Regions in early April repaid $3.5 billion in federal bailout funds received through the Troubled Assets Relief Program, or TARP. The company last Wednesday announced that it had completed its exit from TARP, by repurchasing a warrant from the U.S. Treasury for $45 million.

Please see TheStreet's earnings coverage for a detailed discussion of Regions Financial's second-quarter results.

Mosby says that as Regions "moved into the first quarter, you saw their operating earnings jump up to the 12 to 13 cent range on asset quality improvements, but in the first quarter you had about $40 million in seasonal employee compensation expenses, which delayed the full benefit of the asset quality improvement to the second quarterly."

The analyst also said that the repayment of TARP was during the second quarter, "will create one-time expenses which will deflate the reported earnings, but operating expenses will be lowered by approximately $50 million in preferred dividends per quarter."

Mosby's price target for Regions Financial is $9.00, and he estimates the company will earn 74 cents a share this year, followed by EPS of 96 cents in 2013.

Interested in more on Regions Financial? See TheStreet Ratings' report card for this stock.

2. Bank of America

Shares of Bank of America ( BAC) closed at $7.96 Monday, returning 43% year-to-date, following a 58% plunge last year.

The shares trade for 0.7 times tangible book value, and for eight times the consensus 2013 EPS estimate of $1.05. The consensus 2012 EPS estimate is 62 cents.

Mosby says that Bank of America "is the only large-cap bank we cover that trades at a significant discount to its tangible book value, and so given that the discount is related to the eventual loss content related to the mortgage overhang issues, we believe two things are helping BAC position itself such that it will not have to haircut its tangible book value."

The first of the factors that will hopefully lead to a recapture of the discount to tangible book value is "the improvement in their profitability -- if you exclude the debit valuation adjustment numbers they earned around 30 cents last quarter." Mosby adds that "as their earnings have rebounded and their capital ratios have improved, it becomes less and less likely that BAC will eventually experience a significant reduction in tangible book value."

Mosby's price target for Bank of America is $11, and he is way out in front of most other analysts in estimating the company will earn $1.01 a share this year. The analyst estimates that BAC will earn $1.10 a share during 2013.

Interested in more on Bank of America? See TheStreet Ratings' report card for this stock.

1. Bank of New York Mellon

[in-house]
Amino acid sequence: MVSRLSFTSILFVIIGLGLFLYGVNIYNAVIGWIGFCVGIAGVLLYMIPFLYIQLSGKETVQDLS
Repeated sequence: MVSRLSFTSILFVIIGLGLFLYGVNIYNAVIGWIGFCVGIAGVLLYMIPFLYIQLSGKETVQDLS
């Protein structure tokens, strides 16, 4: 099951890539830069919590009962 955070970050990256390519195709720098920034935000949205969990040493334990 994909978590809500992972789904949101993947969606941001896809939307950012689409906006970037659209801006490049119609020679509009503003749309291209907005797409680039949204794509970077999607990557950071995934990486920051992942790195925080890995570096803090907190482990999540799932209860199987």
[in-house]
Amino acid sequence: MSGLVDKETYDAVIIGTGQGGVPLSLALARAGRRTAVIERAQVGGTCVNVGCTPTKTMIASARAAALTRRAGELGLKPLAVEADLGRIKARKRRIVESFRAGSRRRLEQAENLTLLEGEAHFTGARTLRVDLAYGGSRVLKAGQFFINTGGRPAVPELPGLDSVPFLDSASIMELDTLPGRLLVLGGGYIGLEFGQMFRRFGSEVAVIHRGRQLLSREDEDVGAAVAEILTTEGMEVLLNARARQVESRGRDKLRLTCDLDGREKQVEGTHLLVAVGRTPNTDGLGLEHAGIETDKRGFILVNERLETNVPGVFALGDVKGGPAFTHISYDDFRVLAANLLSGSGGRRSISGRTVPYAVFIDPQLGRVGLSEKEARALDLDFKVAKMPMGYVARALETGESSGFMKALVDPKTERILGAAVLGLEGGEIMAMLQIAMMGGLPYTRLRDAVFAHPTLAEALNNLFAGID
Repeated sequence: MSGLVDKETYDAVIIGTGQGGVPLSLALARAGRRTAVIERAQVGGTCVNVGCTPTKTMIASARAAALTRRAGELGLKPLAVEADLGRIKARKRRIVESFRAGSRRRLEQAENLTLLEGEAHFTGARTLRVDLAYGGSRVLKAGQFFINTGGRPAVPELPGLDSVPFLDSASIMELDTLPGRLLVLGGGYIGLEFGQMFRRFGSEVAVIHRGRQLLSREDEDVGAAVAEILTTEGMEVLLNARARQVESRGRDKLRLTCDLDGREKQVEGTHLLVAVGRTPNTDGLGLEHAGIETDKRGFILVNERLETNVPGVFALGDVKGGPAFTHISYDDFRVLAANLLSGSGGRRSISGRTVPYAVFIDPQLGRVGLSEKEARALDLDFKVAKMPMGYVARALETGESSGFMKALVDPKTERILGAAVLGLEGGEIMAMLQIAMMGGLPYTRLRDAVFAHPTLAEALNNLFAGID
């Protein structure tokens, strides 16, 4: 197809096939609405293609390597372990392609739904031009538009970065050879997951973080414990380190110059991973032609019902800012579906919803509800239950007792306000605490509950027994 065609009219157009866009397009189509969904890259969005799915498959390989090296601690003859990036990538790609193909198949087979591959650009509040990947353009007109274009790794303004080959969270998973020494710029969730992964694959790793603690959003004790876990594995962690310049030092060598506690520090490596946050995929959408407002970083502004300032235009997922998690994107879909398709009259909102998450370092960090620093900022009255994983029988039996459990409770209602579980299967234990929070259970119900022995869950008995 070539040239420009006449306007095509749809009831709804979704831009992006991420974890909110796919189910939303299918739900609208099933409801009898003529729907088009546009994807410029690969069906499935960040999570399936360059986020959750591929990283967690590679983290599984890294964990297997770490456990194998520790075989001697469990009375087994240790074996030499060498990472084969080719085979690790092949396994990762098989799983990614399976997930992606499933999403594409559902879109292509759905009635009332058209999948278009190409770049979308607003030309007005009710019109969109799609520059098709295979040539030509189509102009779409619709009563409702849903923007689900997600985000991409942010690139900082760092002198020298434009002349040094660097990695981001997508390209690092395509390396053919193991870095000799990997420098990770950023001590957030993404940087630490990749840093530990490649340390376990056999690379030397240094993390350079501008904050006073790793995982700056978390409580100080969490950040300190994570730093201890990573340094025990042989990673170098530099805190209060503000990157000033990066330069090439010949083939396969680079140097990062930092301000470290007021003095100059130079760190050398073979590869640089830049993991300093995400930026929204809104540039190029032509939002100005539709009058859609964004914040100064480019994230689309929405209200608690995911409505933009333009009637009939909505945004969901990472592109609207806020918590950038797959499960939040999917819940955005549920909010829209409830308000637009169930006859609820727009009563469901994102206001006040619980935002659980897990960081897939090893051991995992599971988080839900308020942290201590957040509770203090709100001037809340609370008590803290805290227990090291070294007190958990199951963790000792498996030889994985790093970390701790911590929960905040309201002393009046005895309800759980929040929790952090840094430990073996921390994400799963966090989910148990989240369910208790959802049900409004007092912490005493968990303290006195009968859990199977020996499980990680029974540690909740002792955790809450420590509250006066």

Shares of Bank of New York Mellon ( BK) closed at $23.10 Monday, returning 17% year-to-date, following a 33% decline during 2011. Based on a 13-cent quarterly payout, the shares have a dividend yield of 2.25%.

The shares trade for 2.3 times tangible book value, and for nine times the consensus 2013 EPS estimate of $2.50. The consensus 2012 EPS estimate is $2.23.

Mosby describes the company as "the other kind of what I would call a recovery story, a recovery of earnings momentum," adding that "As the trust banks have been under pressure in their operating environment over the last three years, Bank of New York Mellon's consistent growth model has not been able to generate the earnings momentum that the trust consolidators have historically been able to create."

"As the operating environment has stabilized," says Mosby, "customer growth and efficiency initiatives should enable BNY Mellon to begin to grow earnings per share again," and "once the market realizes that that's going to happen, the shares should trade at a multiple of earnings more in line with past valuations," in a range of 12 to 14 times forward earnings.

Right now, the shares trade under Mosby's 2013 EPS estimate of $2.39.

Interested in more on Bank of New York Mellon? See TheStreet Ratings' report card for this stock.

>>To see these stocks in action, visit the 5 Large-Cap Bank Stocks Buys From Guggenheim portfolio on Stockpickr.

-- Written by Philip van Doorn in Jupiter, Fla.

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Philip W. van Doorn is a member of TheStreet's banking and finance team, commenting on industry and regulatory trends. He previously served as the senior analyst for TheStreet.com Ratings, responsible for assigning financial strength ratings to banks and savings and loan institutions. Mr. van Doorn previously served as a loan operations officer at Riverside National Bank in Fort Pierce, Fla., and as a credit analyst at the Federal Home Loan Bank of New York, where he monitored banks in New York, New Jersey and Puerto Rico. Mr. van Doorn has additional experience in the mutual fund and computer software industries. He holds a bachelor of science in business administration from Long Island University.